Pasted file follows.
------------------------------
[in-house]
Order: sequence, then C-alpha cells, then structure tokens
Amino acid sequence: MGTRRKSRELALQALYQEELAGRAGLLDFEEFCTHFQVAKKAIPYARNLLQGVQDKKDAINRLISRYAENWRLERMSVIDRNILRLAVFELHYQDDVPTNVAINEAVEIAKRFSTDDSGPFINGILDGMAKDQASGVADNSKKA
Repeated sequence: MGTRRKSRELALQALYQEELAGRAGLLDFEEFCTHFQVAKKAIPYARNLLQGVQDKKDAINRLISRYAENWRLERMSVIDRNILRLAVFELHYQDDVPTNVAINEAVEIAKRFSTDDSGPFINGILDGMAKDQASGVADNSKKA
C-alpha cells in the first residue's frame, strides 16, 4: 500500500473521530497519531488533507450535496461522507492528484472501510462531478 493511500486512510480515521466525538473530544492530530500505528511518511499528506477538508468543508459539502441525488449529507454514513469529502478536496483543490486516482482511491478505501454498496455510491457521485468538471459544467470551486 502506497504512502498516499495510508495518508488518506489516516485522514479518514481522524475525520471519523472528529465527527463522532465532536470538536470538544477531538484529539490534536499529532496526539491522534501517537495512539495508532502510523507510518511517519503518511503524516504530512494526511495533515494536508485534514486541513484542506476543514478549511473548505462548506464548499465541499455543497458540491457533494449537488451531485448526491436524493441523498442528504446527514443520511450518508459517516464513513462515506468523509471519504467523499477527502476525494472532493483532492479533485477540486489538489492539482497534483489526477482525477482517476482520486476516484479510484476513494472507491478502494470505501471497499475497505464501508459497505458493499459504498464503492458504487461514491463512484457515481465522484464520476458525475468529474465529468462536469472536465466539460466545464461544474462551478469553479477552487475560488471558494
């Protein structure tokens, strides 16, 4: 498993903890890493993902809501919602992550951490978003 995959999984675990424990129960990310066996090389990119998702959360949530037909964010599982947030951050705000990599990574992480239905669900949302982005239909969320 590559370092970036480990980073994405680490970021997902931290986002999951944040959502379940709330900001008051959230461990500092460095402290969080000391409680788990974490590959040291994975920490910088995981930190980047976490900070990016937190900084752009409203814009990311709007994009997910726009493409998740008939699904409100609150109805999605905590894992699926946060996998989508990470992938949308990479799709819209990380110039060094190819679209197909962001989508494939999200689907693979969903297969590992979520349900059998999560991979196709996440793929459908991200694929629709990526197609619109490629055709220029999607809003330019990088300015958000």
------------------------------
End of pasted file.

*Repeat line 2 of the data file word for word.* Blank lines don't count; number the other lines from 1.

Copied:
Order: sequence, then C-alpha cells, then structure tokens